Maria Godoy Maria Godoy is a senior editor and correspondent with NPR's Science Desk.
Maria Godoy at NPR headquarters in Washington, D.C., May 22, 2018. (photo by Allison Shelley) (Square)
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Maria Godoy

Allison Shelley/NPR
Maria Godoy at NPR headquarters in Washington, D.C., May 22, 2018. (photo by Allison Shelley)
Allison Shelley/NPR

Maria Godoy

Senior Editor/Correspondent, NPR Science Desk

Maria Godoy is a senior science and health editor and correspondent with NPR News. Her reporting can be heard across NPR's news shows and podcasts. She is also one of the hosts of NPR's Life Kit.

Along with her NPR science desk colleagues, Godoy is the winner of a 2019 Gracie Award.

Previously, Godoy hosted NPR's food vertical, The Salt, where she covered the food beat with a wide lens — investigating everything from the health effects of caffeine to the environmental and cultural impact of what we eat. Under Godoy's leadership, The Salt was recognized as Publication of the Year in 2018 by the James Beard Foundation. With her colleagues on the food team, Godoy won the 2012 James Beard Award for best food blog. The Salt was also awarded first place in the blog category from the Association of Food Journalists in 2013, and it won a Gracie Award for Outstanding Blog from the Alliance for Women in Media Foundation in 2013.

Previously, Godoy oversaw political, national, and business coverage for NPR.org. Her work as part of NPR's reporting teams has been recognized with several awards, including two prestigious Alfred I. DuPont-Columbia University Silver Batons: one for coverage of the role of race in the 2008 presidential election, and another for a series about the sexual abuse of Native American women. The latter series was also awarded the Columbia Journalism School's Dart Award for excellence in reporting on trauma, and a Gracie Award.

In 2010, Godoy and her colleagues were awarded a Gracie Award for their work on a series exploring the science of spirituality. She was also part of a team that won the 2007 Nancy Dickerson Whitehead Award for Excellence in Reporting on Drug and Alcohol Issues.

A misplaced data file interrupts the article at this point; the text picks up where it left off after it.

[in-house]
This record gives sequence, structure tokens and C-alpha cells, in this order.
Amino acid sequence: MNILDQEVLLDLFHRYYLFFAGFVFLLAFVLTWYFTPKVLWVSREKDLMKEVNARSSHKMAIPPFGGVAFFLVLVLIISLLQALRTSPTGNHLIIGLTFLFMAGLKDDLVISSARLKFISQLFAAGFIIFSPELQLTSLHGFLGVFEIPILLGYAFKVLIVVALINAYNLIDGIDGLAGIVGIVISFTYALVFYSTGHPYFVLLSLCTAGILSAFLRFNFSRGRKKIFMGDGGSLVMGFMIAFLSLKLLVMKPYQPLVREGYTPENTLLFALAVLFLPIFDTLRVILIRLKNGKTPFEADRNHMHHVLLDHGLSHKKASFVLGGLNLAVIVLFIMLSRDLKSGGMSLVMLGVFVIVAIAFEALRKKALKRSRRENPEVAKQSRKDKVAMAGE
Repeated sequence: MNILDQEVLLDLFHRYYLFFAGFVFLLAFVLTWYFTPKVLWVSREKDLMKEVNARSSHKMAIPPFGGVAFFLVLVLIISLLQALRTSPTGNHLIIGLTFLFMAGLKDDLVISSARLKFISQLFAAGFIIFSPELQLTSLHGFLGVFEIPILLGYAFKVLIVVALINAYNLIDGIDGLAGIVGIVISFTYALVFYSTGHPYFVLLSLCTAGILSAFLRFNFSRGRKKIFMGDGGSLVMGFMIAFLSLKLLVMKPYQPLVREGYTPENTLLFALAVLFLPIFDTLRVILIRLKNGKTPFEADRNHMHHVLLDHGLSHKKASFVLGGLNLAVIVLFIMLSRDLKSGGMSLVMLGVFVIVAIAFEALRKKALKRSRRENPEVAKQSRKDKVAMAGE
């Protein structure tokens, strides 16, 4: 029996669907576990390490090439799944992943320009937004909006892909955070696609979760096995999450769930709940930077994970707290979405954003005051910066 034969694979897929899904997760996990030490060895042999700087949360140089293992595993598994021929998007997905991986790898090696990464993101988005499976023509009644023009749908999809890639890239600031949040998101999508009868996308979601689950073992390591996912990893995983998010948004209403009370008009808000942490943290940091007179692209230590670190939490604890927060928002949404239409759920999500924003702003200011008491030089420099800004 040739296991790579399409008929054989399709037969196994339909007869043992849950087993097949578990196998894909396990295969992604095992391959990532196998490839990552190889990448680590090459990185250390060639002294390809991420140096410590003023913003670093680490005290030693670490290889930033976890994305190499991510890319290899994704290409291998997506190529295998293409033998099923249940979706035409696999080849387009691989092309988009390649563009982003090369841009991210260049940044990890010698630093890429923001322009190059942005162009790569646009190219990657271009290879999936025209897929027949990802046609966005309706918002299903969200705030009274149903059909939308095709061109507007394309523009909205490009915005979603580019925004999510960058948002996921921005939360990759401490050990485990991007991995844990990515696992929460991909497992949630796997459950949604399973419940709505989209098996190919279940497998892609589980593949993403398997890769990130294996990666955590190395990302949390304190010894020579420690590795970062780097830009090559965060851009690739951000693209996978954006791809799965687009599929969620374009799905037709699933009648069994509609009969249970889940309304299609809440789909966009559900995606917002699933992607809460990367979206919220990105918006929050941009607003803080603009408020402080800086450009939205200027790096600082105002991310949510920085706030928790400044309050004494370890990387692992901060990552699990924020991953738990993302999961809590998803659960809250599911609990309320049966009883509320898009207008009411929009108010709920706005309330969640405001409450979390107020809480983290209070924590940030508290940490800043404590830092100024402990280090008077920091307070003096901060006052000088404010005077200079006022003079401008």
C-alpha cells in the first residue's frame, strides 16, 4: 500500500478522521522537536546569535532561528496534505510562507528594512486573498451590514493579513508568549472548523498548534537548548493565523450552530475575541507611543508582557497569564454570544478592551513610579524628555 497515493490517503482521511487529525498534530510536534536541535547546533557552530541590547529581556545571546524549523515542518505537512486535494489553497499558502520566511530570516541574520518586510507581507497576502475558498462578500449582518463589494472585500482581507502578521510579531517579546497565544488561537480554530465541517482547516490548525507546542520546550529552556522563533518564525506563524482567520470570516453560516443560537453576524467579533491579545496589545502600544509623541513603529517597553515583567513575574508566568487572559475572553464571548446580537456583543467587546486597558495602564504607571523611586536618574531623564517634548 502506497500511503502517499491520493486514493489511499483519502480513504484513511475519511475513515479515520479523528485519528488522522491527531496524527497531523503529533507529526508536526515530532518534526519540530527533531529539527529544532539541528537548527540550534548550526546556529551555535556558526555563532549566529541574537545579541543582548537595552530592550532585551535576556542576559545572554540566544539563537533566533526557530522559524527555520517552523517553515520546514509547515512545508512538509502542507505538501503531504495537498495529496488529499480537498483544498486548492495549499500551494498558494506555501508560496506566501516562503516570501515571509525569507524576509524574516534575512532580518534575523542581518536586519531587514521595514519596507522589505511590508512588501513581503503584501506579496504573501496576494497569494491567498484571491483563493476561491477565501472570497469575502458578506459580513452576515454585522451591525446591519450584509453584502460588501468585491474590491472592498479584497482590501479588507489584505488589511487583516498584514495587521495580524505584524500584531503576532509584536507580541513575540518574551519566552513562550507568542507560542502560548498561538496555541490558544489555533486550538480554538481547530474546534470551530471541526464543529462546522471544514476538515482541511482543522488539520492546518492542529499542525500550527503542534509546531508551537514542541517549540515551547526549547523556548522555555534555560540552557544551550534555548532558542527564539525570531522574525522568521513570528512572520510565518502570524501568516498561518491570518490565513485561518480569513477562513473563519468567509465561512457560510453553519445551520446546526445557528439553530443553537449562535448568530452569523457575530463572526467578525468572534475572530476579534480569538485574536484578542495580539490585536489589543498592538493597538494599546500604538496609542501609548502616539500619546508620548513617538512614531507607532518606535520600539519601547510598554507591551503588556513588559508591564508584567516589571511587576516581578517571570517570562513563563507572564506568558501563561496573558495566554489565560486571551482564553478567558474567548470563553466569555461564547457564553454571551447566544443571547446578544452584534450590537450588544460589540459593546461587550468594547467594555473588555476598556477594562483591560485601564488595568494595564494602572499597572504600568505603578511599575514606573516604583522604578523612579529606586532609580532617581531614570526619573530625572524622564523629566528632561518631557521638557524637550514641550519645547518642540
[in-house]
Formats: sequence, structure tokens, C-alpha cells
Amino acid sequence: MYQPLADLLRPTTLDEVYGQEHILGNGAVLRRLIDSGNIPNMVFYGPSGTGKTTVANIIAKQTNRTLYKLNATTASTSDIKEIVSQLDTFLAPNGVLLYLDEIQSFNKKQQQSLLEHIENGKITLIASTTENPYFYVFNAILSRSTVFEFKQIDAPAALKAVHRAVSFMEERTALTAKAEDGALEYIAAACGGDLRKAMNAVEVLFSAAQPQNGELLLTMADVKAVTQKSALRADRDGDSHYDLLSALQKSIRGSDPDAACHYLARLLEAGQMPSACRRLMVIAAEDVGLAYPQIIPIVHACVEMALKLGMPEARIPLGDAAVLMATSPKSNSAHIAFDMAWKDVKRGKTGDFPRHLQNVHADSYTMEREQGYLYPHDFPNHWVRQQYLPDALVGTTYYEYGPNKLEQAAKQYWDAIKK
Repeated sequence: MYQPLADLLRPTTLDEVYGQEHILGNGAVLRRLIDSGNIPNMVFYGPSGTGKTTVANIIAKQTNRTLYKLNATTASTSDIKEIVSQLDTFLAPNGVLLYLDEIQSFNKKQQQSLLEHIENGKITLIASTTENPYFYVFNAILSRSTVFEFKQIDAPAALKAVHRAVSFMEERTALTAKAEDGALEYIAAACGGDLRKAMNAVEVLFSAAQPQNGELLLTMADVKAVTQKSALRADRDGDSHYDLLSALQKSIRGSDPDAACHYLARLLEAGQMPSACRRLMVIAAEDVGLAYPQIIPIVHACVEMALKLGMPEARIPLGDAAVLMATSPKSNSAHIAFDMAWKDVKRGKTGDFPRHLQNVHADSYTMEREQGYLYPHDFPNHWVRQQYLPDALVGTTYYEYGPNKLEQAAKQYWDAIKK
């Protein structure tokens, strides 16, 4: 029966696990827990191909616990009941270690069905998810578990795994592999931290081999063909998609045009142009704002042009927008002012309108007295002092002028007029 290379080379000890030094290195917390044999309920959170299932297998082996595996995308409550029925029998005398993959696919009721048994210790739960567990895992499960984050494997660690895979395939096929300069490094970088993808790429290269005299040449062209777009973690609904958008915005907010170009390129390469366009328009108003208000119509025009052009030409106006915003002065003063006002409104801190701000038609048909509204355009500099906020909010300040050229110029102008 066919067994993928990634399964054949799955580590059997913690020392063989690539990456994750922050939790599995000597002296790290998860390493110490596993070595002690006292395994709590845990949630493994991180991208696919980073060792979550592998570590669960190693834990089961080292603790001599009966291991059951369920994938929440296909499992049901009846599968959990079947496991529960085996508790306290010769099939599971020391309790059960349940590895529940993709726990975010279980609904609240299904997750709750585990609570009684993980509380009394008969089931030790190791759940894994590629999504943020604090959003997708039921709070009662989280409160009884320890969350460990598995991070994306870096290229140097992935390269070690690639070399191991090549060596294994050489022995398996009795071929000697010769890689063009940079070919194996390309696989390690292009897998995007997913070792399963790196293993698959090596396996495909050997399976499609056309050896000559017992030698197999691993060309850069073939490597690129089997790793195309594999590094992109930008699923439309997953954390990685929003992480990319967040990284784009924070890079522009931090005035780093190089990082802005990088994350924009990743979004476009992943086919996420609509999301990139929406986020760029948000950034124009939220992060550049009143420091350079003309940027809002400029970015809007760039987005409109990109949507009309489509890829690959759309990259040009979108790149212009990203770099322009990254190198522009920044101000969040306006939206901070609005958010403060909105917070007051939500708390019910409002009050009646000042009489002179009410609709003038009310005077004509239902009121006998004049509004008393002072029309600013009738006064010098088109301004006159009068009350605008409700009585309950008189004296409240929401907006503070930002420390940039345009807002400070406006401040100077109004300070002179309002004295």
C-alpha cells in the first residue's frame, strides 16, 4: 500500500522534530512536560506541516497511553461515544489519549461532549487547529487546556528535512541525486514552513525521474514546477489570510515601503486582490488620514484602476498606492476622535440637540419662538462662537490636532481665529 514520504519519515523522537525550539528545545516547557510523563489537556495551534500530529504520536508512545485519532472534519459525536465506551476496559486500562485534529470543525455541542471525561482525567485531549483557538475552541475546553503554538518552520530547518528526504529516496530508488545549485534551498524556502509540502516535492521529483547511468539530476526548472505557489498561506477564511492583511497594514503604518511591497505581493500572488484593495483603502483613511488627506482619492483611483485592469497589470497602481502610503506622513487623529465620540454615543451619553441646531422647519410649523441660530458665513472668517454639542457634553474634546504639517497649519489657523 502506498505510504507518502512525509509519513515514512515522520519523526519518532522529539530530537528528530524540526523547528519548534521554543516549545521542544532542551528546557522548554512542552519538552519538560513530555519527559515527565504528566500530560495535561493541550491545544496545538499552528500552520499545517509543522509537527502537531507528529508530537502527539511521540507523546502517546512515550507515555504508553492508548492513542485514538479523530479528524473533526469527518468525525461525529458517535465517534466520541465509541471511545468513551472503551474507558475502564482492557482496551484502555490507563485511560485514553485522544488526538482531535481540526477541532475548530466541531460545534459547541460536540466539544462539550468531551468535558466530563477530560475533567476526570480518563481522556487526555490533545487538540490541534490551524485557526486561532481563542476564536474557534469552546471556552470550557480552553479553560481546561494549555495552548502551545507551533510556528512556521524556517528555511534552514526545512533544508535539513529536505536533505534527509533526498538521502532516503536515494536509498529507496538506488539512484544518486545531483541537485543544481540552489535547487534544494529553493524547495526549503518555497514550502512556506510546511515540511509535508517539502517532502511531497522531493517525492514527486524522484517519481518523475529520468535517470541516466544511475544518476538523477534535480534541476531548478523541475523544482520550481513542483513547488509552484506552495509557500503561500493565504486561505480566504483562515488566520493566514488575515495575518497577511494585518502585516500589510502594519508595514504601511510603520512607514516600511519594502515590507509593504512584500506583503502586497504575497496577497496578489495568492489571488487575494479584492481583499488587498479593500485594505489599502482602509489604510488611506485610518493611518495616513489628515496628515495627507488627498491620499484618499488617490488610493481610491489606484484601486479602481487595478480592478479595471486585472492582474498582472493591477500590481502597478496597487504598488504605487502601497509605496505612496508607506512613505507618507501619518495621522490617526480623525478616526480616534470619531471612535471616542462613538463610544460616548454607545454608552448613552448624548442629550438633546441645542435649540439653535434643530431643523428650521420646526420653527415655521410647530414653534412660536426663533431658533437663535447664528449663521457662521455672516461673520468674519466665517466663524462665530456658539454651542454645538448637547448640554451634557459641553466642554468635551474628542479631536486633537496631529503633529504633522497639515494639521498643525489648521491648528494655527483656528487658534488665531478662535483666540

Godoy was a 2008 Ethics fellow at the Poynter Institute. She joined NPR in 2003 as a digital news editor.

Born in Guatemala, Godoy now lives in the suburbs of Washington, DC, with her husband and two kids. She's a sucker for puns (and has won a couple of awards for her punning headlines).

Story Archive

Thursday

Joy Ho for NPR

Your kids are adorable germ vectors. Here's how often they get your household sick

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Wednesday

If it feels like your kid has been sick for months — here's some scientific comfort

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Monday

Encore: What makes that song swing? At last, physicists unravel a jazz mystery

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Saturday

Encore: In Appalachia, sex educators suspend their work after threats

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Wednesday

Jazz saxophonist Joshua Redman plays in 2019. Swing is an essential component of nearly all kinds of jazz music. Physicists think that subtle nuances in the timing of soloists are key to creating that propulsive swing feel. Bernd Thissen/picture alliance via Getty Image hide caption

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Bernd Thissen/picture alliance via Getty Image

What makes that song swing? At last, physicists unravel a jazz mystery

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Saturday

In Appalachia, one group of sex educators is harassed into pausing its work

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Tuesday

Wednesday

Wednesday

Misinformation about abortion targets Spanish speakers, galvanizing Latino voters

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Latina immigrants may be exposed to Spanish-language disinformation about abortion

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Sunday

Catholic health care systems can limit access to birth control. Rich Pedroncelli/AP hide caption

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Rich Pedroncelli/AP

Catholic health care's wide reach can make it hard to get birth control in many places

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Thursday

Oberlin College students worry Catholic directives could affect contraception access

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Monday

Getting contraception gets complicated for patients at Catholic hospitals

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